Wednesday, 6 July 2005

More criticisms of Foreign aid

As a result of my criticisms of foreign aid, I am often asked how I justify the work of the World Land Trust. To me the answer is simple. First it is not aid, in the way that humanitarian charities dish it out, and second it is part of a clearly thought out strategy.

What does the WLT fund?

When the WLT is approached with a project by a potential overseas partner, the project is evaluated against a set of criteria -- these criteria are given on our website for anyone to see. Particularly important criteria, are the exit strategy, and the prospects for long-term sustainablility. And this is where I see major differences between our approach and those involving humanitarian aid.

Muddled thinking

Everything I see and hear leads me to the conclusion that there is a huge amount of very muddled thinking, with totally unrealistic targets being set. We realise that what the WLT is doing is small, and not on the scale that is really needed to change the world. But at least it is realistic and achievable, because we have thought it through. But for politicians (looking at the next election) and rock stars (image conscious) to claim they are going to make poverty history, is not only unrealistic, but misguided. First, what do they actually mean by poverty? Poverty does not have objective criteria, it is a constantly moving and variable definition. Do they mean raise everyone to the minimum standard of living expected in Britain or the USA? If so have they thought of the implications for global warming, if the population of Africa or Asia consumed the same amount of energy as even the poorer people in the developed world? In our money-orientated world, we have perhaps forgotten that money cannot solve all problems. In fact, the introduction of cash into rural economies can be a contributing factor actually causing poverty.

Where does all the money go?

And what happens when aid is dished out? What happens when a developing country's economy starts to grow as a result of aid? Where are the profits from such development banked and invested -- that is surely the root of the problem. The so called free market philosophies simply mean that anyone making profit in the developing world, will inevitably invest those profits in Swiss banks or other parts of the developed world. Even such countries as Argentina, with considerable natural wealth, have seen exactly that happen; as soon as there was an economic downturn, there was a mass exodus of capital to the USA and elsewhere.

The demands for debt relief are well meant, but if they simply lead to more debt being incurred, probably pointless. And while the developed world continues to give loans (in order to sell arms and other commodities), the cycle will continue. Will the debt relief have any impact at all on those living in refugee camps? I doubt it.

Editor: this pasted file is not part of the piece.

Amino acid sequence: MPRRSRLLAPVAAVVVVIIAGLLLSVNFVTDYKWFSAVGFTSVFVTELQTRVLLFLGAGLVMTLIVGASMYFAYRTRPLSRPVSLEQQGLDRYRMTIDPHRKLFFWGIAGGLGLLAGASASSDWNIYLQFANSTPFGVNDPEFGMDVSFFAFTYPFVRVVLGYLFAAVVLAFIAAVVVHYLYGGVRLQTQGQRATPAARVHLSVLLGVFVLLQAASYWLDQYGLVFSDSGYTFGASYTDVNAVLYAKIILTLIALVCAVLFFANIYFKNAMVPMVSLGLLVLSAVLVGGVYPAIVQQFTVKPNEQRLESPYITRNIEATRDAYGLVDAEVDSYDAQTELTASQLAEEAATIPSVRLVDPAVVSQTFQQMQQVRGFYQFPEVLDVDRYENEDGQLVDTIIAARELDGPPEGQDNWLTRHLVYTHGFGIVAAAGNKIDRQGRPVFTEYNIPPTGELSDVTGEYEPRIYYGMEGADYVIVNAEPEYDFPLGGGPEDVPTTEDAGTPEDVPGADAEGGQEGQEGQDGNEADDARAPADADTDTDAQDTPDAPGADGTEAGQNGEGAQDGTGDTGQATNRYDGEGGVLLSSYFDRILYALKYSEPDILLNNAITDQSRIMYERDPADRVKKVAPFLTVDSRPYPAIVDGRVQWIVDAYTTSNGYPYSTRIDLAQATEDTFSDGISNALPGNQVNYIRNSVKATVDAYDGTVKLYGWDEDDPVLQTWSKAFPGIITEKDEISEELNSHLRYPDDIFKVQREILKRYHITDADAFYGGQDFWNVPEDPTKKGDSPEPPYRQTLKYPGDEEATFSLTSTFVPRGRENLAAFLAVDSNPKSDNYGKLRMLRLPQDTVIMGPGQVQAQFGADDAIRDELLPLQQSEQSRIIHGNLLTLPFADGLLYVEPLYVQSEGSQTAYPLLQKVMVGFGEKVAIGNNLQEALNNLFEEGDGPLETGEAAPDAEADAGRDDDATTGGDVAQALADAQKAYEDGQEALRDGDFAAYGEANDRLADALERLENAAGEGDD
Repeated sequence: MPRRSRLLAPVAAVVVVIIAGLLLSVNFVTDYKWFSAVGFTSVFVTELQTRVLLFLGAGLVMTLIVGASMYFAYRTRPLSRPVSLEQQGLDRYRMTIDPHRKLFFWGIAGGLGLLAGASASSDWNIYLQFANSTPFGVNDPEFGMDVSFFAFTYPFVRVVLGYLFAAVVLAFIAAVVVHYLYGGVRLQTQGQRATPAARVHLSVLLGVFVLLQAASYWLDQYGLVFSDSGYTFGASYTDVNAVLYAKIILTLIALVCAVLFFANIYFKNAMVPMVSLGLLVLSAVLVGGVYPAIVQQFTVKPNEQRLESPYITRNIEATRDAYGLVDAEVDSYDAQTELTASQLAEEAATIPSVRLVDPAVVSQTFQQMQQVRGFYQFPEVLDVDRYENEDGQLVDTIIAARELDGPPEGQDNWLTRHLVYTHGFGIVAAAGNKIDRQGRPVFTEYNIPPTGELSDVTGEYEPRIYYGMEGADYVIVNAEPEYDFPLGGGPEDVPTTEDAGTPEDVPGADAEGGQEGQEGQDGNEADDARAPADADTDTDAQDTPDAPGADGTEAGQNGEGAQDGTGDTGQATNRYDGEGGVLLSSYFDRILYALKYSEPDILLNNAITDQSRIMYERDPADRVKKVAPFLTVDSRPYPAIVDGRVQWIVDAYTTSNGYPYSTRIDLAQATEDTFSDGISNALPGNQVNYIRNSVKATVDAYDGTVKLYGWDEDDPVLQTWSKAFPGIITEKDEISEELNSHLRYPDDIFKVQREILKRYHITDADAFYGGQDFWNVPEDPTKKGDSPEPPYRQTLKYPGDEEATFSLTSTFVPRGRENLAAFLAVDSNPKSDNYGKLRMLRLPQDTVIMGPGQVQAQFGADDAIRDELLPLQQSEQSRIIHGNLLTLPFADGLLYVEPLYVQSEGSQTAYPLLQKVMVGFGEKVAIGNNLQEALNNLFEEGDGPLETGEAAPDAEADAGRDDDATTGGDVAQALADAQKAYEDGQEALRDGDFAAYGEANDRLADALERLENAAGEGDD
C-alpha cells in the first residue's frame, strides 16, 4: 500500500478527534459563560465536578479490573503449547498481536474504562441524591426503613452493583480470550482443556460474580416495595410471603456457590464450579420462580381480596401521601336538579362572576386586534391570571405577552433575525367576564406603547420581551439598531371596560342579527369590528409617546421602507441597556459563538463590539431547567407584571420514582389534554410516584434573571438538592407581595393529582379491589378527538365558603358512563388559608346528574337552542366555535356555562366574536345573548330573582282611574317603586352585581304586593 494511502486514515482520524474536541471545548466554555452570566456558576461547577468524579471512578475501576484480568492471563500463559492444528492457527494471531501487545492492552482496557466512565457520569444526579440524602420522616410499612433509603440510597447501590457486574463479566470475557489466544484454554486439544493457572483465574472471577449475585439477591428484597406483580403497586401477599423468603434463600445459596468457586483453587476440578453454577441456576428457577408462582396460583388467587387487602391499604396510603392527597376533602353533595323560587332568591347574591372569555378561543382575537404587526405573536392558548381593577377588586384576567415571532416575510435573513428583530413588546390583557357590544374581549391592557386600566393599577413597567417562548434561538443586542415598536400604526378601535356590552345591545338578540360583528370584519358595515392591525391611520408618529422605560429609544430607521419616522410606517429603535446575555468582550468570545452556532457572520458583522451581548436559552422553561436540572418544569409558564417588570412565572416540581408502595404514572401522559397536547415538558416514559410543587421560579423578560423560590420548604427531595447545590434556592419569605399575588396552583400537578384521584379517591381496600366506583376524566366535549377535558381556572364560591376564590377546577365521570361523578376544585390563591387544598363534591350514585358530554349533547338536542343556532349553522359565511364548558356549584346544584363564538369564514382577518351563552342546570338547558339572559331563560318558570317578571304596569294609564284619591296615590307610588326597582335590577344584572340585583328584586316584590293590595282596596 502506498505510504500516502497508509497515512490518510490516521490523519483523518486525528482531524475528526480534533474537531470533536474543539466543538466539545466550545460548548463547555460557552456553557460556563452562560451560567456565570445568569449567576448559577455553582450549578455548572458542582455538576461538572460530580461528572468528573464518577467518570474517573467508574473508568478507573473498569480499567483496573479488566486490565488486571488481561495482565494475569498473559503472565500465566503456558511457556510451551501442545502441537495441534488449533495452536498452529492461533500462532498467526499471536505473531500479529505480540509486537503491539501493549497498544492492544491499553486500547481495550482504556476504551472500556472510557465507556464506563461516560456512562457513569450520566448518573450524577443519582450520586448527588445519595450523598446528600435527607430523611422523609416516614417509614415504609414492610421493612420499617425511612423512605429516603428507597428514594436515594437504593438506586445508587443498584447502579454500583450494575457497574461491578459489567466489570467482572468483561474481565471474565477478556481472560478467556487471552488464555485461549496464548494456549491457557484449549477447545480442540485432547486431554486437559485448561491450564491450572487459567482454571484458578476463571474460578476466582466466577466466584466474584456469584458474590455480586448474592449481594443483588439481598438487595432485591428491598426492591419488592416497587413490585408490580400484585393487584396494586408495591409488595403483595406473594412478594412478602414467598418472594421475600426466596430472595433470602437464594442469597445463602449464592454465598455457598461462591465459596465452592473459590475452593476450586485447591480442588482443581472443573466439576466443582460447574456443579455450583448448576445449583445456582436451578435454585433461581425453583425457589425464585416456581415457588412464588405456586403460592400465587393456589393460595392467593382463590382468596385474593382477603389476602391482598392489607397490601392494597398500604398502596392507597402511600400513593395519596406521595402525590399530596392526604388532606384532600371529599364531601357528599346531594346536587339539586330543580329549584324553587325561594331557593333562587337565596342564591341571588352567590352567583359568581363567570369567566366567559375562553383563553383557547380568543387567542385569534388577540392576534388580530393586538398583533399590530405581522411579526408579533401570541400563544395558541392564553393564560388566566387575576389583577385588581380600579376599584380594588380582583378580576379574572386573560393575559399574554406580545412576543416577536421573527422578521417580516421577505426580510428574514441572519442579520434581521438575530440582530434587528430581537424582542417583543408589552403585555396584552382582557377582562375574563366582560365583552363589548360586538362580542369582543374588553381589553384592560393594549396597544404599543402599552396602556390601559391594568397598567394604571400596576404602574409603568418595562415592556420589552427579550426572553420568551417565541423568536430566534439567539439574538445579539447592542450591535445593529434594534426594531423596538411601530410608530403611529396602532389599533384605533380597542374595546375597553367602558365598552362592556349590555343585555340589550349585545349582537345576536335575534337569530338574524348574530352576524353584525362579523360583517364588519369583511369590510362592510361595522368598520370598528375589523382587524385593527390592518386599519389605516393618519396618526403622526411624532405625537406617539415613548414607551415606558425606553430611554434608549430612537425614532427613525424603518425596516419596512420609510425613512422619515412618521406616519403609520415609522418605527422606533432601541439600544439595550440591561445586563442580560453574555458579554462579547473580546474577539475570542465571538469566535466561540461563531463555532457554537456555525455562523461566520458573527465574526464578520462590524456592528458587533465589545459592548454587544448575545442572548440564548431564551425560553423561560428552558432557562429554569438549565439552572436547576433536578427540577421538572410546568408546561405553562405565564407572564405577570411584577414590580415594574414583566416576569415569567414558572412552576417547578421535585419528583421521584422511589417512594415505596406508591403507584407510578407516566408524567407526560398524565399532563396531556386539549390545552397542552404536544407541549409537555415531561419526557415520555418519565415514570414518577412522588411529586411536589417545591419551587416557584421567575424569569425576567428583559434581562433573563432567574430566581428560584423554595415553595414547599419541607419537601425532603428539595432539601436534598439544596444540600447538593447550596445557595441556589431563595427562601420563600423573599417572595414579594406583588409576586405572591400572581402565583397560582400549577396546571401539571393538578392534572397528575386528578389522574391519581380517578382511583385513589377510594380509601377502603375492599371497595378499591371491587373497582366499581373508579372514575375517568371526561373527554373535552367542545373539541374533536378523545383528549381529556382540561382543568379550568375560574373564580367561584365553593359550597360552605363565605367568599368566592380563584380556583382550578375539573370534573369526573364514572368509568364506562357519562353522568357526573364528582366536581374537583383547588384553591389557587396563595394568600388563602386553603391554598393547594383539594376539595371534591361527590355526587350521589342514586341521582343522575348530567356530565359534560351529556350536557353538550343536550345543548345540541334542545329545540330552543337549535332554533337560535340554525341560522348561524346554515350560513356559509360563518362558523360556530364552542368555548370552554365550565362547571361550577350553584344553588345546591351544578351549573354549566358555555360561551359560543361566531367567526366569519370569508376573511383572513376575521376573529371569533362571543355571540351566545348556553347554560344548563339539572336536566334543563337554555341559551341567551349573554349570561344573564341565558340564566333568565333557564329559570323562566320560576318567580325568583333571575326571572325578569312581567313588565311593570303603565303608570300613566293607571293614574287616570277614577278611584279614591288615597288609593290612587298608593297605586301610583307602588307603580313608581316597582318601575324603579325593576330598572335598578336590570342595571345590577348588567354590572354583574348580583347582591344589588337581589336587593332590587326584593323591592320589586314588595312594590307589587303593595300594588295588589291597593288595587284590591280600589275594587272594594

Buying Land

A dilemma for the World Land Trust involves the purchase of lands. When for instance, we provide the funds for our partner to buy land, in Ecuador, the funds are in dollars. The vendor may or may not put that money in a local bank -- there is nothing to stop those funds going straight into the USA. However, the positive side is that the land, which is in the longterm the most valuable asset, is retained within the country, owned and managed by a local NGO. The land becomes the capital needed for developing sustainable incomes -- for ecotourism, scientific tourism and any activity which provides employment and local incomes, without destroying the resource base.

Finally the sort of criticisms bandied about concerning foreign aid ending up in the wrong hands, often all too true. And the NGOs are often far from blameless. I don't think I have ever seen so many gleaming new white 4x4s as in Kampala, and a large number were for the NGOs, who are also drawing fat salaries, living in airconditioned hotels, while doling out aid to truly impoverished and desperate people. I could go on, but before anyone rushes to the defense of individual projects (and I know there are some that are well thought out) I would point out that it is the overall impact I am discussing. I do not see any evidence that the majority of humanitarian aid achieves its long term objectives (presuming that the long term objectives are to improve the lot of the poorer people dwelling in a country). This is particularly true in most of Africa.


Solving the problems is more difficult, and I do not pretend in anyway to have relevant expertise, but land reform is probably one of the issues. Certainly, in effect that is what the WLT and its partners are attempting. We are bring back into public ownership lands that should be owned by the world at large, and not exploited for individual gain. Finally it all boils down to the thing that no one mentions: human population growth.

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